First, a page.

While the film’s fashions and music score have dated somewhat, Romero’s social observations have not, nor has the film’s ability to shock, appall or entertain. Romero tried twice again to mix social commentary and horror in Day and Land (a fifth entry is due in 2008), but the results were a mixed bag at best. The recent spate of zombie flicks has for the most part been pretty damn good, but none have come close to achieving the level of excellence that Dawn of the Dead did.
Dawn of the Dead was among the first wave of Starz/Anchor Bay Home Entertainment titles to hit the Blu-ray format, and much like the other title I recently reviewed, the original Halloween, the Blu-ray of Dawn is the best presentation of the film yet to hit home video. However, that doesn’t exactly mean that it’s going to be your first choice for demo material.
Presented in a 1080p/AVC-MPEG4 encode and in its original 1.85:1 theatrical ratio, Dawn of the Dead is in remarkably good shape given its age and the fact that it was a low-budget independent film. Colors, flesh tones and black levels are all solid, and there is certainly more detail to the picture than there has ever been before. Compression artifacts and video noise prove not to be issues either.
Yet, this presentation is exactly a home run. There isn’t exactly a lot of sharpness to be found here. What we get is a good looking albeit somewhat soft-looking picture. This may be a facet of the source material, or it could be the work of Starz/Anchor Bay, I’m not entirely sure. The softness isn’t enough to ruin your viewing enjoyment of the disc, but it is prevalent enough for one to take notice.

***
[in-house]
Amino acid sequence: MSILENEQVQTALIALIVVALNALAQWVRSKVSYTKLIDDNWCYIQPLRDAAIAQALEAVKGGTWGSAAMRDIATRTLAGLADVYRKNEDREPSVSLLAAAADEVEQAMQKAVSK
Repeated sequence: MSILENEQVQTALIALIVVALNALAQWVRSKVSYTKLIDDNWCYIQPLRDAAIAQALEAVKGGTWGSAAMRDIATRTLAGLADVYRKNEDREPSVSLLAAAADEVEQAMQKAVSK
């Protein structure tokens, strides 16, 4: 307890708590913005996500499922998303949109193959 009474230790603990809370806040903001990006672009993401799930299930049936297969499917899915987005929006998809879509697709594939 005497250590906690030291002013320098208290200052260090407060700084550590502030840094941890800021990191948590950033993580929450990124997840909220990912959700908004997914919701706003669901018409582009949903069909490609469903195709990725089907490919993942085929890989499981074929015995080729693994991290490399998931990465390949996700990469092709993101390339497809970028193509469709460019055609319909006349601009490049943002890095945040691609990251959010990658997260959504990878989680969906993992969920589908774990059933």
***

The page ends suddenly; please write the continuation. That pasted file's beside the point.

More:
Dawn of the Dead was originally released with monaural sound. The Blu-ray contains that track as well as two other audio tracks: remixed 5.1 Dolby Surround and Uncompressed PCM. Flipping between the three tracks, I was really hard pressed to notice much of a difference. The PCM track has a little more of an open feel to it and the Dolby Surround track has a bit more life than the mono track, but in the end it was a wash. This film still remains largely a center-channel affair, so if you don’t have the equipment to decode the PCM track, don’t sweat it. You’re not missing much.
In terms of supplemental material, Anchor Bay’s excellent 4-DVD edition is still the best edition on the market. It included three cuts of the movie (the 127-minute theatrical cut, a 137-minute extended cut and Dario Argento’s truncated international cut entitled Zombie) plus another disc of extra material as well as a comic book. While only one cut of the film made it to the film’s high-def debut (that would be the theatrical cut) and the excellent documentary entitled Document of the Dead did not, Starz/Anchor Bay have ported enough extras from the mega set to satisfy fans.